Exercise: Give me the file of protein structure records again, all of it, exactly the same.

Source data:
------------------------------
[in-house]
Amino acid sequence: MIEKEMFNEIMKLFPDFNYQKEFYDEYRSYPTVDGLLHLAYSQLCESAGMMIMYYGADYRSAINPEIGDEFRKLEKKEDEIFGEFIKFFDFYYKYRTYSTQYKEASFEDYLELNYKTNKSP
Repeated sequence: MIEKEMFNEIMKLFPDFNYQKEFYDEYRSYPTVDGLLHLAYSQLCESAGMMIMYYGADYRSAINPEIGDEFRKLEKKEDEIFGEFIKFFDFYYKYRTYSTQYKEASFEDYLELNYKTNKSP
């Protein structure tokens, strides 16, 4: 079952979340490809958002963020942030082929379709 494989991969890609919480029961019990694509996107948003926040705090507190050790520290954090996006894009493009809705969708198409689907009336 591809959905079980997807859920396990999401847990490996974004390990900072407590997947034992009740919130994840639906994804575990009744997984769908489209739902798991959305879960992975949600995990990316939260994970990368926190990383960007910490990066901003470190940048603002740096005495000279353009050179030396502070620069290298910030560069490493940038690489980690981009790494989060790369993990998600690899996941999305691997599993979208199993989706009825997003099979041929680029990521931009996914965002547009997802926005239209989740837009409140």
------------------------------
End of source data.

[in-house]
Amino acid sequence: MIEKEMFNEIMKLFPDFNYQKEFYDEYRSYPTVDGLLHLAYSQLCESAGMMIMYYGADYRSAINPEIGDEFRKLEKKEDEIFGEFIKFFDFYYKYRTYSTQYKEASFEDYLELNYKTNKSP
Repeated sequence: MIEKEMFNEIMKLFPDFNYQKEFYDEYRSYPTVDGLLHLAYSQLCESAGMMIMYYGADYRSAINPEIGDEFRKLEKKEDEIFGEFIKFFDFYYKYRTYSTQYKEASFEDYLELNYKTNKSP
């Protein structure tokens, strides 16, 4: 079952979340490809958002963020942030082929379709 494989991969890609919480029961019990694509996107948003926040705090507190050790520290954090996006894009493009809705969708198409689907009336 591809959905079980997807859920396990999401847990490996974004390990900072407590997947034992009740919130994840639906994804575990009744997984769908489209739902798991959305879960992975949600995990990316939260994970990368926190990383960007910490990066901003470190940048603002740096005495000279353009050179030396502070620069290298910030560069490493940038690489980690981009790494989060790369993990998600690899996941999305691997599993979208199993989706009825997003099979041929680029990521931009996914965002547009997802926005239209989740837009409140």